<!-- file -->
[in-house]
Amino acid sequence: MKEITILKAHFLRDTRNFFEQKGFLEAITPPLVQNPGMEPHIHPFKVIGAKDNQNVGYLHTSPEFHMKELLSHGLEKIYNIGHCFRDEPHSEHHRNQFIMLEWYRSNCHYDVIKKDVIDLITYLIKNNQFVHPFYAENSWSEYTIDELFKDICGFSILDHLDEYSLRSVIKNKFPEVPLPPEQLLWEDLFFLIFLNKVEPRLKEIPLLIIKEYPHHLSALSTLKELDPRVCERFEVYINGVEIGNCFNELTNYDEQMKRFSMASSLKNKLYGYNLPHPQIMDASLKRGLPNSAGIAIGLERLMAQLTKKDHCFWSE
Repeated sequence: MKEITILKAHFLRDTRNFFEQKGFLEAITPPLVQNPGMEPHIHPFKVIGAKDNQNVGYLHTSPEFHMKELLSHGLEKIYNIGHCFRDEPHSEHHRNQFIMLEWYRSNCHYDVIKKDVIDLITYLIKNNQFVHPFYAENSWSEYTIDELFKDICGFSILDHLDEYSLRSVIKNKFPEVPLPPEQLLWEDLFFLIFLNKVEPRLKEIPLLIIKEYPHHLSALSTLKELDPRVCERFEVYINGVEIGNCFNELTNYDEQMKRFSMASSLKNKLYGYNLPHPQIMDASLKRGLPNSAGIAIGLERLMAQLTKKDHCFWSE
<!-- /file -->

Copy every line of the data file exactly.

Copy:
[in-house]
Amino acid sequence: MKEITILKAHFLRDTRNFFEQKGFLEAITPPLVQNPGMEPHIHPFKVIGAKDNQNVGYLHTSPEFHMKELLSHGLEKIYNIGHCFRDEPHSEHHRNQFIMLEWYRSNCHYDVIKKDVIDLITYLIKNNQFVHPFYAENSWSEYTIDELFKDICGFSILDHLDEYSLRSVIKNKFPEVPLPPEQLLWEDLFFLIFLNKVEPRLKEIPLLIIKEYPHHLSALSTLKELDPRVCERFEVYINGVEIGNCFNELTNYDEQMKRFSMASSLKNKLYGYNLPHPQIMDASLKRGLPNSAGIAIGLERLMAQLTKKDHCFWSE
Repeated sequence: MKEITILKAHFLRDTRNFFEQKGFLEAITPPLVQNPGMEPHIHPFKVIGAKDNQNVGYLHTSPEFHMKELLSHGLEKIYNIGHCFRDEPHSEHHRNQFIMLEWYRSNCHYDVIKKDVIDLITYLIKNNQFVHPFYAENSWSEYTIDELFKDICGFSILDHLDEYSLRSVIKNKFPEVPLPPEQLLWEDLFFLIFLNKVEPRLKEIPLLIIKEYPHHLSALSTLKELDPRVCERFEVYINGVEIGNCFNELTNYDEQMKRFSMASSLKNKLYGYNLPHPQIMDASLKRGLPNSAGIAIGLERLMAQLTKKDHCFWSE